March 15, 2021

Forty states and DC lost restaurant jobs in January

The restaurant industry’s labor market remained challenged across most states in January, based on an analysis of data from the Bureau of Labor Statistics (BLS). Forty states and the District of Columbia lost restaurant jobs between December and January, while only 10 states saw staffing levels rise.

California lost a net 71,200 eating and drinking place jobs in January, which was easily the largest decline among the states that shed jobs. It also represented the state’s third consecutive monthly employment decline, which totaled 151,000 lost jobs.

New York (-25,300), Texas (-15,900), Georgia (-9,800), South Carolina (-9,600) and Massachusetts (-8,500) also registered sizable restaurant job losses in January.

With the release of the January 2021 state-level employment data, BLS incorporated its annual benchmark revisions. As a result of these revisions, restaurant employment is now below the February 2020 pre-coronavirus level in all 50 states and the District of Columbia.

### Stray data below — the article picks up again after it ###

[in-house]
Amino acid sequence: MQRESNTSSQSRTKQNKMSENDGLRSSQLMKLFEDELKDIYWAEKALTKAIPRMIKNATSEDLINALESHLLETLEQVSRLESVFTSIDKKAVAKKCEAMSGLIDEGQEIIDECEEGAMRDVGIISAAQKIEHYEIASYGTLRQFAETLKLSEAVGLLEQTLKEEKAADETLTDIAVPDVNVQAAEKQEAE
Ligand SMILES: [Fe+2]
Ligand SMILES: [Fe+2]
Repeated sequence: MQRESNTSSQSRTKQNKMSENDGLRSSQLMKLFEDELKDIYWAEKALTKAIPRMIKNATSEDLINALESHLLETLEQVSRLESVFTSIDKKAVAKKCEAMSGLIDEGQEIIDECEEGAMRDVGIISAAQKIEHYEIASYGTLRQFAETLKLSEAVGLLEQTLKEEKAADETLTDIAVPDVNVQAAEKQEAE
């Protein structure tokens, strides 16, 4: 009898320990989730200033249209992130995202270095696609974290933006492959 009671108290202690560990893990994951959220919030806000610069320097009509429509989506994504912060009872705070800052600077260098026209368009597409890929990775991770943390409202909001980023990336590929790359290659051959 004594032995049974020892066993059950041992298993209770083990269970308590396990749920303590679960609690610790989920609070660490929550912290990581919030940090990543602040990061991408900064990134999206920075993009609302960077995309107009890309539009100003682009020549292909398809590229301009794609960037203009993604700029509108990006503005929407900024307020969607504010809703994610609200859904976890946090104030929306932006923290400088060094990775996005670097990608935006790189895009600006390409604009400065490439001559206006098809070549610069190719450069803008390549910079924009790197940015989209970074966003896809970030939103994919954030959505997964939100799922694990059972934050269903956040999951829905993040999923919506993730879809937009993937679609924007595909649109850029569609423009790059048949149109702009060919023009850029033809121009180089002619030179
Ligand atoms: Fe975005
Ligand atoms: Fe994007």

In 11 states, restaurant employment was still down at least 30% from the February 2020 level. This group was led by the District of Columbia, which had 54% fewer eating and drinking places jobs in January 2021 than it did in February 2020.

New York (-38%), Michigan (-36%), California (-35%) and Oregon (-35%) also have significant deficits from their pre-coronavirus staffing levels.

In raw numbers, California leads the way with 511,200 fewer eating and drinking place jobs than it had in February 2020. Restaurant staffing levels are also well below pre-pandemic levels in New York (-246,900), Illinois (-145,200), Florida (-140,100) and Texas (-135,600).

View the employment data for every state.

[Note: The BLS monthly employment dataset measures jobs during the payroll period that includes the 12th of each month. Changes in restaurant staffing levels – both negative and positive – have occurred rapidly during the coronavirus pandemic, as restaurants quickly adjust their operating status in response to evolving regulatory and economic conditions. As a result, significant changes likely occurred during the weeks between each measurement period, and the monthly data may not fully capture the total job losses experienced during the coronavirus lockdowns. Still, the figures are a useful indication of the extent to which restaurant employment is recovering in each state.] 

*Eating and drinking places are the primary component of the total restaurant and foodservice industry, which prior the coronavirus outbreak employed 12 million out of the total restaurant and foodservice workforce of 15.6 million.

Read more analysis and commentary from the Association's chief economist Bruce Grindy.